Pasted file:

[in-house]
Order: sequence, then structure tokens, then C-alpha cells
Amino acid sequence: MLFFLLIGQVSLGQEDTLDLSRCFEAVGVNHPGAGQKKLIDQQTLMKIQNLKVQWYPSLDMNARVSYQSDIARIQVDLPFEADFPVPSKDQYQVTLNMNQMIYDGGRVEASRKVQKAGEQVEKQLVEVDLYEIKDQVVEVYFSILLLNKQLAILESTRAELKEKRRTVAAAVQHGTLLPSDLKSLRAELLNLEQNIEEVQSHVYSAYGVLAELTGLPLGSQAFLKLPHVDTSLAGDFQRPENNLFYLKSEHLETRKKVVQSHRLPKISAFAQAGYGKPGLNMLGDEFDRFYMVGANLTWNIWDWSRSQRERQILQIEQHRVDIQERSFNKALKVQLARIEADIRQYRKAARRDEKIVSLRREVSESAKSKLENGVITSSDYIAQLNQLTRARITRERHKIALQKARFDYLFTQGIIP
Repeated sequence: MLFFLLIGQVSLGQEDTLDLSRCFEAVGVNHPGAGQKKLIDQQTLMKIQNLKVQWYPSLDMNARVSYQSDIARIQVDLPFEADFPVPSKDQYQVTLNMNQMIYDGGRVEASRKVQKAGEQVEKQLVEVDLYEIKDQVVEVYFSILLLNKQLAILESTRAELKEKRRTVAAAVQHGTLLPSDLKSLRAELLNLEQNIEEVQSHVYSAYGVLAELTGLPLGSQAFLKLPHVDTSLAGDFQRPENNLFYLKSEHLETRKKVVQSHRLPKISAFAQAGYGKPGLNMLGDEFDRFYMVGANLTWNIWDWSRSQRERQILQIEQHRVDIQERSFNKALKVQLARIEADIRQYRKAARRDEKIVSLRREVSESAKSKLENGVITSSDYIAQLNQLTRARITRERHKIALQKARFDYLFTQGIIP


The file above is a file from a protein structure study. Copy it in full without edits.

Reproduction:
[in-house]
Order: sequence, then structure tokens, then C-alpha cells
Amino acid sequence: MLFFLLIGQVSLGQEDTLDLSRCFEAVGVNHPGAGQKKLIDQQTLMKIQNLKVQWYPSLDMNARVSYQSDIARIQVDLPFEADFPVPSKDQYQVTLNMNQMIYDGGRVEASRKVQKAGEQVEKQLVEVDLYEIKDQVVEVYFSILLLNKQLAILESTRAELKEKRRTVAAAVQHGTLLPSDLKSLRAELLNLEQNIEEVQSHVYSAYGVLAELTGLPLGSQAFLKLPHVDTSLAGDFQRPENNLFYLKSEHLETRKKVVQSHRLPKISAFAQAGYGKPGLNMLGDEFDRFYMVGANLTWNIWDWSRSQRERQILQIEQHRVDIQERSFNKALKVQLARIEADIRQYRKAARRDEKIVSLRREVSESAKSKLENGVITSSDYIAQLNQLTRARITRERHKIALQKARFDYLFTQGIIP
Repeated sequence: MLFFLLIGQVSLGQEDTLDLSRCFEAVGVNHPGAGQKKLIDQQTLMKIQNLKVQWYPSLDMNARVSYQSDIARIQVDLPFEADFPVPSKDQYQVTLNMNQMIYDGGRVEASRKVQKAGEQVEKQLVEVDLYEIKDQVVEVYFSILLLNKQLAILESTRAELKEKRRTVAAAVQHGTLLPSDLKSLRAELLNLEQNIEEVQSHVYSAYGVLAELTGLPLGSQAFLKLPHVDTSLAGDFQRPENNLFYLKSEHLETRKKVVQSHRLPKISAFAQAGYGKPGLNMLGDEFDRFYMVGANLTWNIWDWSRSQRERQILQIEQHRVDIQERSFNKALKVQLARIEADIRQYRKAARRDEKIVSLRREVSESAKSKLENGVITSSDYIAQLNQLTRARITRERHKIALQKARFDYLFTQGIIP